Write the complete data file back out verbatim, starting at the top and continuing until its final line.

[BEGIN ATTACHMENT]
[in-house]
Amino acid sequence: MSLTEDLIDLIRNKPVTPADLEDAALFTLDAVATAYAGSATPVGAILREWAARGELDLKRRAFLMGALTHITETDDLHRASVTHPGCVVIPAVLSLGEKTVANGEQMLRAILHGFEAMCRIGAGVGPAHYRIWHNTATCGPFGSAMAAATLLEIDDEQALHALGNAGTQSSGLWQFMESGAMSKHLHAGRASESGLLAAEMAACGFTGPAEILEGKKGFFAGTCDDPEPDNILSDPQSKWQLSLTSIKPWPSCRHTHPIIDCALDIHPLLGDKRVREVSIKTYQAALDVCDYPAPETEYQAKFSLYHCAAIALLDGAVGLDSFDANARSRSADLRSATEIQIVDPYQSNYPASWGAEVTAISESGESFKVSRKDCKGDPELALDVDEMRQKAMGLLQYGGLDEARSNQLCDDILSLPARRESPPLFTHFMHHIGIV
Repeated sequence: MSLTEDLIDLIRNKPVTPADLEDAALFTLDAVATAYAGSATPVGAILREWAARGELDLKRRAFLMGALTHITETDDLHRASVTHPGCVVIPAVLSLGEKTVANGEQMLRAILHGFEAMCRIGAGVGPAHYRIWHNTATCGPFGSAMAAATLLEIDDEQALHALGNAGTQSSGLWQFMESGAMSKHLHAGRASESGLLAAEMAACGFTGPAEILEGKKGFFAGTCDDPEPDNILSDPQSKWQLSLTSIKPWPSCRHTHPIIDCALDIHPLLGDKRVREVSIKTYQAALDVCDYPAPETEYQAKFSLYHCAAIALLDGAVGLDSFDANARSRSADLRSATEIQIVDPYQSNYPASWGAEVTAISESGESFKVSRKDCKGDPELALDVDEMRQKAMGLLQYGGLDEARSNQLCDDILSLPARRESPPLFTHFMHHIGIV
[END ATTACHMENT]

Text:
[in-house]
Amino acid sequence: MSLTEDLIDLIRNKPVTPADLEDAALFTLDAVATAYAGSATPVGAILREWAARGELDLKRRAFLMGALTHITETDDLHRASVTHPGCVVIPAVLSLGEKTVANGEQMLRAILHGFEAMCRIGAGVGPAHYRIWHNTATCGPFGSAMAAATLLEIDDEQALHALGNAGTQSSGLWQFMESGAMSKHLHAGRASESGLLAAEMAACGFTGPAEILEGKKGFFAGTCDDPEPDNILSDPQSKWQLSLTSIKPWPSCRHTHPIIDCALDIHPLLGDKRVREVSIKTYQAALDVCDYPAPETEYQAKFSLYHCAAIALLDGAVGLDSFDANARSRSADLRSATEIQIVDPYQSNYPASWGAEVTAISESGESFKVSRKDCKGDPELALDVDEMRQKAMGLLQYGGLDEARSNQLCDDILSLPARRESPPLFTHFMHHIGIV
Repeated sequence: MSLTEDLIDLIRNKPVTPADLEDAALFTLDAVATAYAGSATPVGAILREWAARGELDLKRRAFLMGALTHITETDDLHRASVTHPGCVVIPAVLSLGEKTVANGEQMLRAILHGFEAMCRIGAGVGPAHYRIWHNTATCGPFGSAMAAATLLEIDDEQALHALGNAGTQSSGLWQFMESGAMSKHLHAGRASESGLLAAEMAACGFTGPAEILEGKKGFFAGTCDDPEPDNILSDPQSKWQLSLTSIKPWPSCRHTHPIIDCALDIHPLLGDKRVREVSIKTYQAALDVCDYPAPETEYQAKFSLYHCAAIALLDGAVGLDSFDANARSRSADLRSATEIQIVDPYQSNYPASWGAEVTAISESGESFKVSRKDCKGDPELALDVDEMRQKAMGLLQYGGLDEARSNQLCDDILSLPARRESPPLFTHFMHHIGIV